Sydney head girl criticises elite Ravenswood school
The head girl of one of Australia's most prestigious girls' schools has sparked debate with a speech accusing it of putting profits before students.
Sarah Haynes used her year-end speech to accuse Ravenswood School of peddling an unrealistic image of perfection.
The speech was posted to YouTube and provoked strong responses, both positive and negative, on social media.
The school said the coverage was "unfortunate" but that a legal case meant it could not comment.
'People get overlooked'
Ms Haynes' sister reportedly left the school mid-year after an alleged bullying incident. Ms Haynes, 18, referred to this in the speech she made last Wednesday, but denied her criticism was part of a "vendetta".
"For a large part of this year I was hurt, betrayed and very much began to hate certain things and people within the school," she said.
She said that her speeches were "censored" after she became school captain and complained that the school appeared to provide some students with more opportunities than others.
"Some people work hard and get noticed and good on them. But some people work hard, struggle, and get overlooked.
"It seems to me that today schools are being run more and more like businesses, where everything becomes financially motivated, where more value is placed on those who provide good publicity or financial benefits."
The school issued a statement saying elements of the speech were the subject of an ongoing court case. Local media reported this involved Ms Haynes' sister.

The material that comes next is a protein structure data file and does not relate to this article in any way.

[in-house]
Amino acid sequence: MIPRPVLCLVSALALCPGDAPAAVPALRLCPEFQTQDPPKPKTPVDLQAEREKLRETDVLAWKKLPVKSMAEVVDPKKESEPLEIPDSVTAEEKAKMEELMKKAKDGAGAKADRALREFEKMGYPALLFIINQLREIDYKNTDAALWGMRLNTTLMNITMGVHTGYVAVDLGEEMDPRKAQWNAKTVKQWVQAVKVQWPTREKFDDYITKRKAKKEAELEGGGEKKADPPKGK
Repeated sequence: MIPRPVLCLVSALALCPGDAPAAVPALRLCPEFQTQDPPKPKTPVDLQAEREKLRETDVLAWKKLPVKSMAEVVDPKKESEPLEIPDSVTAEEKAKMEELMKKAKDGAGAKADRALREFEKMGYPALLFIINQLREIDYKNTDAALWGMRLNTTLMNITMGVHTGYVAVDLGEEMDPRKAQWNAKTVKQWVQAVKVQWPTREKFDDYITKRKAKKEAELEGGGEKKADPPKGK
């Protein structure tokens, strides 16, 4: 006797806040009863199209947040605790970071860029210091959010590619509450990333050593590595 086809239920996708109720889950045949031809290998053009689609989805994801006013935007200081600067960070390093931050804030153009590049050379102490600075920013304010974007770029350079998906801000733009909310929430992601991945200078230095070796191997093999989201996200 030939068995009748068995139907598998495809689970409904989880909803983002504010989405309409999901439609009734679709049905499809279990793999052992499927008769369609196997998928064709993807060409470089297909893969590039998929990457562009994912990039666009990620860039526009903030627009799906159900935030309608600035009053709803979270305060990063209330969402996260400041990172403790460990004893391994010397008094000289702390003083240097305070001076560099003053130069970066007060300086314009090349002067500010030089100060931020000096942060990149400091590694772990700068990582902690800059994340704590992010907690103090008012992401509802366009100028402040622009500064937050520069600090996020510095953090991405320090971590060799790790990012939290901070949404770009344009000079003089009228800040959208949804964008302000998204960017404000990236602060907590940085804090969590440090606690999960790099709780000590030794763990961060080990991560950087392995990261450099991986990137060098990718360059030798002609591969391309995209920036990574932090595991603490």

It called the speech and subsequent media attention "unfortunate" as it distracted from the celebrations of final-year students.
"As this relates to a matter before the Courts, it is not possible for us to comment on the specifics other than to say this relates to a disagreement about disciplinary action taken against a number of students following an incident of alleged bullying," the statement said.
"Ravenswood has an overriding obligation to provide a safe and respectful learning environment for every student - and all our girls have the right to feel valued.
"This applies not only to the way girls behave towards one another but also to allowing their freedom to express individual opinions in speeches or otherwise."
Debate over the merits of the speech spilled onto Ravenswood's Facebook page, where one commenter called the speech "disgusting" and urged people to "learn the back story".
But the majority of comments was positive and heaped praise on Ms Haynes.